One result of this is that an event can happen and the perceptions and interpretations of that event are as opposite as day and night. The same thing can happen in understanding the Bible. Interpretation, whether it is the interpretation of the events in our life or the interpretation of events on a national scale, historical scale, political scale, whether it is interpretation of a poem by Wordsworth or a novel by Dickens, or a legal document such as the US Constitution, or whether it is interpretation of the Bible, it is interpretation, if the rules of interpretation are the same and they don't vary because the object of what is being interpreted differs. The problem today is that we have a battlefield taking place over the nature of interpretation. As American civilisation has continued to advance down this road of subjectivism the distance between those who interpret life objectively and those who interpret it subjectively is becoming wider and wider so that a tremendous chasm is appearing between those who believe that there is an objective external absolute standard for evaluating truth and reality and those who don't. And what is amazing is that some people who don't understand this at times operate on one side of the chasm and at other times on the other side of the chasm. But in a real sense it is this distinction between understanding that there is a reality, an objective external reality, upon which everything is evaluated, or whether we evaluate things subjectively, that makes the difference between someone who is conservative politically and someone who is politically liberal. It is the same underlying issue that makes a distinction between somebody who is a religious liberal and a religious conservative and it ultimately comes back to this foundational concept of whether or not there is an external, objective, absolute vantage point by which all things are evaluated.

The problem here is the perception of knowledge. That is, the field of knowledge that is called epistemology—the study of knowledge or how we know what we know. When you end up like we have as a culture in epistemological relativism it affects everything else. This is at the core of almost every issue in life.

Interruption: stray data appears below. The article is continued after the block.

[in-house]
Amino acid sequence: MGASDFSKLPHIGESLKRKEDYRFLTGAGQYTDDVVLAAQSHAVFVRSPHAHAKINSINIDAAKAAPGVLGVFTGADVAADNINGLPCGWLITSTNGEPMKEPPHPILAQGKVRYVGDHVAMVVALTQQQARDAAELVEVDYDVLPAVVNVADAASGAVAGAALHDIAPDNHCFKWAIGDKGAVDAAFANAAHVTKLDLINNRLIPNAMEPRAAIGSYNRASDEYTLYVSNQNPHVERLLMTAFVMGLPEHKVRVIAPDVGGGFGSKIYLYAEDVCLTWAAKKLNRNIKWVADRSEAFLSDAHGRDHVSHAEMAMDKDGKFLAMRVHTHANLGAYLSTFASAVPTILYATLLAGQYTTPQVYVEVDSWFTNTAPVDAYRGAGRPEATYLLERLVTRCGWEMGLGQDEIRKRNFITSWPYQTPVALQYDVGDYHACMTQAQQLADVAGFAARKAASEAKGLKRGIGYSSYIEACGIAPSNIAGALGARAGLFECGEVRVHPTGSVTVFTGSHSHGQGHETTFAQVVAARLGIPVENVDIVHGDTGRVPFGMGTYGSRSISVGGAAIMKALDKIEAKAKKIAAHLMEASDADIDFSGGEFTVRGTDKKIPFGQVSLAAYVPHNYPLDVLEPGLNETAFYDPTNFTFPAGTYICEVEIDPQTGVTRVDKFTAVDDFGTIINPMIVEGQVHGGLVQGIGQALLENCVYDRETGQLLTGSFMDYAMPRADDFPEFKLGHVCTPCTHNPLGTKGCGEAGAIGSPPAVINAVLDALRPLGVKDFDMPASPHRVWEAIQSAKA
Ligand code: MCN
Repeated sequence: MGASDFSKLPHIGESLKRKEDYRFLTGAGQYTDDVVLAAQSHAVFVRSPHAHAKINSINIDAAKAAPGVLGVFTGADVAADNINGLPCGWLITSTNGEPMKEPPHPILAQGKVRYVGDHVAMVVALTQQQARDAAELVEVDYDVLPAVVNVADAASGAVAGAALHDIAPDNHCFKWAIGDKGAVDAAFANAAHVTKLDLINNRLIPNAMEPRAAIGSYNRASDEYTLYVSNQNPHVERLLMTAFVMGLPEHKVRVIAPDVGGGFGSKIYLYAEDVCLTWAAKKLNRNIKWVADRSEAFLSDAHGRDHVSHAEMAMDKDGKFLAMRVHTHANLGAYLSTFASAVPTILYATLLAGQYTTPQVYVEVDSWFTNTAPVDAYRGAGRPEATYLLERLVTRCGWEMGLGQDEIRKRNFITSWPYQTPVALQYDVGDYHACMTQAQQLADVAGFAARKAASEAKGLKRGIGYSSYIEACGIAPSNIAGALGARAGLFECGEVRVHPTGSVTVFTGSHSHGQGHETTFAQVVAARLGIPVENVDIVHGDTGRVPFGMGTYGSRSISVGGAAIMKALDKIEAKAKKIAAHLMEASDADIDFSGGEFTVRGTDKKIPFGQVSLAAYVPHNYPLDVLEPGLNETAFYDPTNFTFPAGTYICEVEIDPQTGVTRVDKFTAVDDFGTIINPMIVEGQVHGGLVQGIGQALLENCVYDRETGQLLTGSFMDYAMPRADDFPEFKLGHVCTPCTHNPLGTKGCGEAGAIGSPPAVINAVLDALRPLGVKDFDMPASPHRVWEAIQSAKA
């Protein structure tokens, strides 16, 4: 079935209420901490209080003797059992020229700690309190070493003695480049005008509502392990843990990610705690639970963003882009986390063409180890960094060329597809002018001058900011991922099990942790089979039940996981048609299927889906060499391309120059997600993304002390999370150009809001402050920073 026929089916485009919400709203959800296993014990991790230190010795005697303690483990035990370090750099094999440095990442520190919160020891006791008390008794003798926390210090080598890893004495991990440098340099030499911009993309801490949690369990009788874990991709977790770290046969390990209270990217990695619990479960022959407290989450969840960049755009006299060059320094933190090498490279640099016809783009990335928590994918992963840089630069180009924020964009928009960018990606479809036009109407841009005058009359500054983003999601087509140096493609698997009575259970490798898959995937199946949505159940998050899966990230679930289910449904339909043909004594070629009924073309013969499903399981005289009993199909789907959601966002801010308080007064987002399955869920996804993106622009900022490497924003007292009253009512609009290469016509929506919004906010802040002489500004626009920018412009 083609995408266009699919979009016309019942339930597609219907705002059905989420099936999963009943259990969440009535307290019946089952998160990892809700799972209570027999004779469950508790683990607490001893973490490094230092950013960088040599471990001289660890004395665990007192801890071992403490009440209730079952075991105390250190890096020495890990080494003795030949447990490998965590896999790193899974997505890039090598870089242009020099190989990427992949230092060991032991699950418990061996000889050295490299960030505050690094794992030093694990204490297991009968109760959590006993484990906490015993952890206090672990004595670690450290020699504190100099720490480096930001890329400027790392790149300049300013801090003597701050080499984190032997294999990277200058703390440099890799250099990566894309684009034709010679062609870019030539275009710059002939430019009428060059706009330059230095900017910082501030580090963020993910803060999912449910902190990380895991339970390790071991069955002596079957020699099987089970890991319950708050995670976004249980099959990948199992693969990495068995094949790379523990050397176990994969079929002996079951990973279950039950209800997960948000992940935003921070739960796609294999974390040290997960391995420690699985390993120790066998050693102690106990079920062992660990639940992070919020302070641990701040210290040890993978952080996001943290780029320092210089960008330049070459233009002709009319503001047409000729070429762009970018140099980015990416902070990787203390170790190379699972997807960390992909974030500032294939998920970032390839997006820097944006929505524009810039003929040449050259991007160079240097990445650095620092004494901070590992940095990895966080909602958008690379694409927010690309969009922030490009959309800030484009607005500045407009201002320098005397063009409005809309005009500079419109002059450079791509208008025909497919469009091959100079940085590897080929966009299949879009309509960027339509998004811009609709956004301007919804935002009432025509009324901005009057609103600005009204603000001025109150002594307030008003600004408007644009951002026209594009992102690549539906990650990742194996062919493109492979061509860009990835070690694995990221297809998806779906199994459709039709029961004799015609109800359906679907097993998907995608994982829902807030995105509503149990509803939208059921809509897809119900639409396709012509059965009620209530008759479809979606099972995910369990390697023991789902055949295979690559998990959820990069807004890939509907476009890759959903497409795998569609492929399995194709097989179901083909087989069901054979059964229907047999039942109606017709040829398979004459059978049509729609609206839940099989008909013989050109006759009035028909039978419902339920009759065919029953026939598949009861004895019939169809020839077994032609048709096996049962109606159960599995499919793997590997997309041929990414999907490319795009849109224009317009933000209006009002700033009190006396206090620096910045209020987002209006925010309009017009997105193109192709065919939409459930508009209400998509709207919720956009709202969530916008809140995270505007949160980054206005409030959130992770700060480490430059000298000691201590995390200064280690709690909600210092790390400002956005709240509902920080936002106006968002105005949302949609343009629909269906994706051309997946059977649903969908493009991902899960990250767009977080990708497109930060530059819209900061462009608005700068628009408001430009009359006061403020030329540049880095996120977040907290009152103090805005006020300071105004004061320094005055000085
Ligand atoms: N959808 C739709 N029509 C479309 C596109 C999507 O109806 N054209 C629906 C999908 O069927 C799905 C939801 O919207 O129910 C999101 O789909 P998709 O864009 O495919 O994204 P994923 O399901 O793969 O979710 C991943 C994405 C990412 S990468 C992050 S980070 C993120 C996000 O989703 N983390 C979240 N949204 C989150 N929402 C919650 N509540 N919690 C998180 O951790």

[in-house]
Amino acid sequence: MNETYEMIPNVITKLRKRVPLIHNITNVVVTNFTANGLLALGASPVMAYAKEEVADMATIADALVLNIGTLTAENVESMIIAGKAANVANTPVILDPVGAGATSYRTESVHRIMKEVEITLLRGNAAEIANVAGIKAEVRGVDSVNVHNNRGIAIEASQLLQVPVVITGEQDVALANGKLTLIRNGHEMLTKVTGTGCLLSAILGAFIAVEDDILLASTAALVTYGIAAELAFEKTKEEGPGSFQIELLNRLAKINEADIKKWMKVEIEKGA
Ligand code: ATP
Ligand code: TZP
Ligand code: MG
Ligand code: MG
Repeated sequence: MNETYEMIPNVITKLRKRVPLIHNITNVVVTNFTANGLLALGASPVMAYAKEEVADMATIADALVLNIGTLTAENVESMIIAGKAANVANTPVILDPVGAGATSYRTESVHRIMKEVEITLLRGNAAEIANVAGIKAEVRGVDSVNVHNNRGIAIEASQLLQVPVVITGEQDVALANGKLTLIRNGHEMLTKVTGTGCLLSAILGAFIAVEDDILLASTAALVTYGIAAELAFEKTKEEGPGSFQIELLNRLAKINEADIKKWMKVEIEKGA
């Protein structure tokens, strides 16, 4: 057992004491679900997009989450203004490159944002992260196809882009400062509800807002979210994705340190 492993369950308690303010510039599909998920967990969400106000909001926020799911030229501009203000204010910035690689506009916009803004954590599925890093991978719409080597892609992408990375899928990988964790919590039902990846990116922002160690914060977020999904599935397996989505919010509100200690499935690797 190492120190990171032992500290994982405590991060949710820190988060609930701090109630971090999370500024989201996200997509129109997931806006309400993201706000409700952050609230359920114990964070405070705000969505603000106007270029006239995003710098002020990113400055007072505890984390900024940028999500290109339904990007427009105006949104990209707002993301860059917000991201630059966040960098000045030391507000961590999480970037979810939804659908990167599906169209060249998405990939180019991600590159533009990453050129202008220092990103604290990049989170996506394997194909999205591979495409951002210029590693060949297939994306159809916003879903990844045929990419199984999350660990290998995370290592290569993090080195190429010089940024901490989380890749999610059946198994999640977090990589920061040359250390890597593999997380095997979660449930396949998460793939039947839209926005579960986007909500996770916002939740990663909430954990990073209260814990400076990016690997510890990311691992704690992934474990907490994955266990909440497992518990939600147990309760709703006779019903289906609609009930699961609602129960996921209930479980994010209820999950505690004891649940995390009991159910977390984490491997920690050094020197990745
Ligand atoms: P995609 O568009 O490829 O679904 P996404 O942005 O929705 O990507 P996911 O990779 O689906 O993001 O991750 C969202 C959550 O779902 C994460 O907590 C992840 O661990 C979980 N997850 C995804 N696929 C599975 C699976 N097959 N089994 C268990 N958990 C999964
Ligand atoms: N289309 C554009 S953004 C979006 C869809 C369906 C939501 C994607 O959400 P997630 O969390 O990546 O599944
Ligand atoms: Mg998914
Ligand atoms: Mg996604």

In the late eighteenth century Immanuel Kant came along and said you basically can't know things as they are, you can only know things as you perceive them. In other words, there is no longer any objective external knowledge possible, according to Kant, only how you perceive it. So one person may perceive it one way and another person may perceive it another way and to each that is the truth. Truth has now become relative. There is no longer an objective, external absolute that is real in and of itself. Reality is determined by the person who is perceiving it. That makes reality continuously in a state of flux. This kind of epistemological relativism is not new to the 19th or 20th centuries. You can go back to ancient Greek philosophy and ancient Egyptians and see that throughout history there have been various systems of epistemological relativism, but in terms of our history Kant's philosophy began to have a radical impact on intellectuals in Europe and in America at the academic level so that by the mid-1800s the ripple effect in this change in the way people looked at reality began to impact every area of human endeavour. It had an impact on history, the new philosophies of history—the Hegelian philosophy which gave birth to the Marxist philosophy. Without Kant and this shift there never would have been a Karl Marx or a Charles Darwin, or the subjectivism of Freudian transpersonal psychoanalysis; this shift that reality is determined by the internal subjective impressions of the self as opposed to some sort of objective reality.